Help for Morning Sickness
According to the American Medical Association, almost half of pregnant women have nausea and vomiting during their first trimester of pregnancy. This queasiness is commonly known as morning sickness since it tends to be worse early in the morning; however, many women suffer in the afternoon and evening too. Morning sickness is often relieved for most women around the third month of pregnancy, although some women find occasional nausea and vomiting lingers further into pregnancy. Although doctors aren’t certain as to the exact cause of morning sickness, it is thought that hormone surges, changes in blood sugar, and increased stomach acids are to blame.
What can you do to allievate morning sickness?
- Don’t forget to eat!: Eating several small meals during the day will often lessen nausea since nausea seems to be worse on an empty stomach. While it isn’t always easy to eat the highly nutritious foods optimal for a pregnant woman, you need to do your best; try to eat foods high in carbohydrates and protein since they are
easier to digest. Greasy, fatty foods may often worsen nausea, so pick your meals and snacks wisely.
- Start Slowly: Allow yourself some extra time to get started in the morning.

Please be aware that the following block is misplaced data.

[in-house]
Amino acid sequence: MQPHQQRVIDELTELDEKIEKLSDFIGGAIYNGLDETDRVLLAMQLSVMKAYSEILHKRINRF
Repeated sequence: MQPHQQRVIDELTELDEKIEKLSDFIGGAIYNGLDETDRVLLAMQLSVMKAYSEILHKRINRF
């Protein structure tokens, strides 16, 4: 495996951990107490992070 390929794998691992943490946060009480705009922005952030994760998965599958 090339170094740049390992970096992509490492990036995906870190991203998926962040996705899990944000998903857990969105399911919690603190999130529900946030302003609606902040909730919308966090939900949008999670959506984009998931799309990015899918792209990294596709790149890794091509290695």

- Moving around slowly helps some women avoid getting sick. It may also help too.
- Keep some crackers by your bed; eating something bland twenty to thirty minutes before you get up may alleviate nausea.
- What’s that smell?: To their dismay, many women find the extra keen sense of smell that can accompany pregnancy worsens their morning sickness, and foods with strong odors aggravate their nausea. If this is true for you, it may help to have someone else do the grocery shopping and/or the cooking for awhile.
- Ginger: Ginger is an old-fashioned remedy that works for some expecting moms. Try munching on a gingersnap when nausea strikes or sipping a cup of ginger tea.
- The Vitamin Shuffle: Those prenatal vitamins can really do a number on the stomach. If you’ve got this problem you may want to mention it to your doctor or midwife; perhaps she wouldn’t mind you taking your vitamin just before bed so you can sleep through its side-effects. You may also want to take your vitamin with food. Some physicians will also prescribe an extra dose of vitamin B-6 to help with nausea. Be sure to talk to your health care provider before taking extra vitamins.
- Relax: This is sometimes easier said than done (especially for women with children!) but it’s important to give your body plenty of rest (and release from stress) during pregnancy.
A final note: If you find that you are throwing up so often that you can’t hold anything down, it is important to talk to your doctor or midwife.
While this problem, known as hyperemesis gravidarum, is serious, it can be treated.
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